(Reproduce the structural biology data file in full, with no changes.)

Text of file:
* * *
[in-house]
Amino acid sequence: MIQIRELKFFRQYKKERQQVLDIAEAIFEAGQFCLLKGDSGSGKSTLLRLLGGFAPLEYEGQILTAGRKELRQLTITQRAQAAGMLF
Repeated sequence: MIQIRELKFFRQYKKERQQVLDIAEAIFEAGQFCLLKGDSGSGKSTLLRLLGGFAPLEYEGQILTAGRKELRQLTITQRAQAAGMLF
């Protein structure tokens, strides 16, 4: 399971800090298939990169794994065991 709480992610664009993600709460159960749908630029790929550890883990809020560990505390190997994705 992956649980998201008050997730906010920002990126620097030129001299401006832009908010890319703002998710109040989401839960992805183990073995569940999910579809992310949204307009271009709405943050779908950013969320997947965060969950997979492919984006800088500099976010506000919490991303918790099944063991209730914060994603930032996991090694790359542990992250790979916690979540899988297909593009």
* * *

[in-house]
Amino acid sequence: MIQIRELKFFRQYKKERQQVLDIAEAIFEAGQFCLLKGDSGSGKSTLLRLLGGFAPLEYEGQILTAGRKELRQLTITQRAQAAGMLF
Repeated sequence: MIQIRELKFFRQYKKERQQVLDIAEAIFEAGQFCLLKGDSGSGKSTLLRLLGGFAPLEYEGQILTAGRKELRQLTITQRAQAAGMLF
């Protein structure tokens, strides 16, 4: 399971800090298939990169794994065991 709480992610664009993600709460159960749908630029790929550890883990809020560990505390190997994705 992956649980998201008050997730906010920002990126620097030129001299401006832009908010890319703002998710109040989401839960992805183990073995569940999910579809992310949204307009271009709405943050779908950013969320997947965060969950997979492919984006800088500099976010506000919490991303918790099944063991209730914060994603930032996991090694790359542990992250790979916690979540899988297909593009």